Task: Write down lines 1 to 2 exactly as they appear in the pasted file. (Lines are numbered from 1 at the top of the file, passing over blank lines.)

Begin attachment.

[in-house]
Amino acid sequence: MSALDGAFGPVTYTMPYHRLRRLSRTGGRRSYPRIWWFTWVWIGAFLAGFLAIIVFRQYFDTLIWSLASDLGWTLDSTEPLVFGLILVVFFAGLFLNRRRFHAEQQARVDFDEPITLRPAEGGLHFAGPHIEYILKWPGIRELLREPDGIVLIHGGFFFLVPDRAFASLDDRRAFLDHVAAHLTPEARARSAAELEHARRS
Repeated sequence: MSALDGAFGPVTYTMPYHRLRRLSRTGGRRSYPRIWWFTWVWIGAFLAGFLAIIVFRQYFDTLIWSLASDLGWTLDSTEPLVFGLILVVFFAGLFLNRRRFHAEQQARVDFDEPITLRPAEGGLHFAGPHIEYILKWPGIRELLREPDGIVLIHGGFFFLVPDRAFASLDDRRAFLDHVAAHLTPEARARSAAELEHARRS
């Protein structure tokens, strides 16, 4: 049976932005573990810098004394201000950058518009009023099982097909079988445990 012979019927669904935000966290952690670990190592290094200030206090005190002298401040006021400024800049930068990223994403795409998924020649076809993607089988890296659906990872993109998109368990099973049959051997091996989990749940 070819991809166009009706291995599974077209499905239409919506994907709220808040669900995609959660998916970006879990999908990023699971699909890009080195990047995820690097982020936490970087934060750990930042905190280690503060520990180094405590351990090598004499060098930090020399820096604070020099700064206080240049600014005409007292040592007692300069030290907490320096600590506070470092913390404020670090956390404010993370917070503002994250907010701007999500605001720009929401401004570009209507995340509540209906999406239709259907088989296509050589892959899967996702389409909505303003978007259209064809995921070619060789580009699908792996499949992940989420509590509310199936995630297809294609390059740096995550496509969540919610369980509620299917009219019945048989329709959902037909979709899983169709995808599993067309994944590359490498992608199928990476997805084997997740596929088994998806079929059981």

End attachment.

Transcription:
[in-house]
Amino acid sequence: MSALDGAFGPVTYTMPYHRLRRLSRTGGRRSYPRIWWFTWVWIGAFLAGFLAIIVFRQYFDTLIWSLASDLGWTLDSTEPLVFGLILVVFFAGLFLNRRRFHAEQQARVDFDEPITLRPAEGGLHFAGPHIEYILKWPGIRELLREPDGIVLIHGGFFFLVPDRAFASLDDRRAFLDHVAAHLTPEARARSAAELEHARRS